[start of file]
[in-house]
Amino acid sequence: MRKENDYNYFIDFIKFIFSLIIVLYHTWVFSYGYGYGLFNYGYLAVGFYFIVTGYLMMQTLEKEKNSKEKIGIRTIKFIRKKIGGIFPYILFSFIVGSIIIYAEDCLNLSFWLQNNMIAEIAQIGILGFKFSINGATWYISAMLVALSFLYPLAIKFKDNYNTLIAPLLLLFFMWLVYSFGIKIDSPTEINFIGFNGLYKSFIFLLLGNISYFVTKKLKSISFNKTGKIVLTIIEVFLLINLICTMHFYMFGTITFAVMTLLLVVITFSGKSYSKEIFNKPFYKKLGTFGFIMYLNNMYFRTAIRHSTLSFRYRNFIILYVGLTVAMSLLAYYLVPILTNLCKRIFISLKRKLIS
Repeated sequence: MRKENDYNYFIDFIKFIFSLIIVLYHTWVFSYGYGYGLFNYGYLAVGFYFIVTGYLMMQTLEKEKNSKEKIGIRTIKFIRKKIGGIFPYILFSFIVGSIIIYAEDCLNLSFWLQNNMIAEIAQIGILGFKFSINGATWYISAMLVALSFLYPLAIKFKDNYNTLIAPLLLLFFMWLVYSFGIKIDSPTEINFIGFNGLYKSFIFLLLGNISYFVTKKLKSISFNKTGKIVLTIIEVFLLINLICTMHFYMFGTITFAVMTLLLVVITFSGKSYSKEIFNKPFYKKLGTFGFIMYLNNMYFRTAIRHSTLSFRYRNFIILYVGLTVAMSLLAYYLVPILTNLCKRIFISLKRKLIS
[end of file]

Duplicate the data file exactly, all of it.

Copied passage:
[in-house]
Amino acid sequence: MRKENDYNYFIDFIKFIFSLIIVLYHTWVFSYGYGYGLFNYGYLAVGFYFIVTGYLMMQTLEKEKNSKEKIGIRTIKFIRKKIGGIFPYILFSFIVGSIIIYAEDCLNLSFWLQNNMIAEIAQIGILGFKFSINGATWYISAMLVALSFLYPLAIKFKDNYNTLIAPLLLLFFMWLVYSFGIKIDSPTEINFIGFNGLYKSFIFLLLGNISYFVTKKLKSISFNKTGKIVLTIIEVFLLINLICTMHFYMFGTITFAVMTLLLVVITFSGKSYSKEIFNKPFYKKLGTFGFIMYLNNMYFRTAIRHSTLSFRYRNFIILYVGLTVAMSLLAYYLVPILTNLCKRIFISLKRKLIS
Repeated sequence: MRKENDYNYFIDFIKFIFSLIIVLYHTWVFSYGYGYGLFNYGYLAVGFYFIVTGYLMMQTLEKEKNSKEKIGIRTIKFIRKKIGGIFPYILFSFIVGSIIIYAEDCLNLSFWLQNNMIAEIAQIGILGFKFSINGATWYISAMLVALSFLYPLAIKFKDNYNTLIAPLLLLFFMWLVYSFGIKIDSPTEINFIGFNGLYKSFIFLLLGNISYFVTKKLKSISFNKTGKIVLTIIEVFLLINLICTMHFYMFGTITFAVMTLLLVVITFSGKSYSKEIFNKPFYKKLGTFGFIMYLNNMYFRTAIRHSTLSFRYRNFIILYVGLTVAMSLLAYYLVPILTNLCKRIFISLKRKLIS